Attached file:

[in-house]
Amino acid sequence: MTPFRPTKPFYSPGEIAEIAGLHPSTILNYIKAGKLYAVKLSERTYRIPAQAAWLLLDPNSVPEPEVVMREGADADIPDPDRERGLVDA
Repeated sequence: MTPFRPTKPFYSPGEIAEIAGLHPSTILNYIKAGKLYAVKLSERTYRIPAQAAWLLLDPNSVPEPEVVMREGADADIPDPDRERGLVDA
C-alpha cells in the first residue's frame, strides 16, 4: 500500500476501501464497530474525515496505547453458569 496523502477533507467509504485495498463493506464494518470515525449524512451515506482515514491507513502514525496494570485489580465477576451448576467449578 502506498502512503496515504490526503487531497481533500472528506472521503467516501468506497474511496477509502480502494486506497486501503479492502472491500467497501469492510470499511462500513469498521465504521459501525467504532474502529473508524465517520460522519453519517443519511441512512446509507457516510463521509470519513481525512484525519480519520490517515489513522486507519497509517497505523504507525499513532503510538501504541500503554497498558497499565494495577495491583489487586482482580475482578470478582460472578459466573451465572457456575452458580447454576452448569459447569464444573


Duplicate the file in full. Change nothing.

[in-house]
Amino acid sequence: MTPFRPTKPFYSPGEIAEIAGLHPSTILNYIKAGKLYAVKLSERTYRIPAQAAWLLLDPNSVPEPEVVMREGADADIPDPDRERGLVDA
Repeated sequence: MTPFRPTKPFYSPGEIAEIAGLHPSTILNYIKAGKLYAVKLSERTYRIPAQAAWLLLDPNSVPEPEVVMREGADADIPDPDRERGLVDA
C-alpha cells in the first residue's frame, strides 16, 4: 500500500476501501464497530474525515496505547453458569 496523502477533507467509504485495498463493506464494518470515525449524512451515506482515514491507513502514525496494570485489580465477576451448576467449578 502506498502512503496515504490526503487531497481533500472528506472521503467516501468506497474511496477509502480502494486506497486501503479492502472491500467497501469492510470499511462500513469498521465504521459501525467504532474502529473508524465517520460522519453519517443519511441512512446509507457516510463521509470519513481525512484525519480519520490517515489513522486507519497509517497505523504507525499513532503510538501504541500503554497498558497499565494495577495491583489487586482482580475482578470478582460472578459466573451465572457456575452458580447454576452448569459447569464444573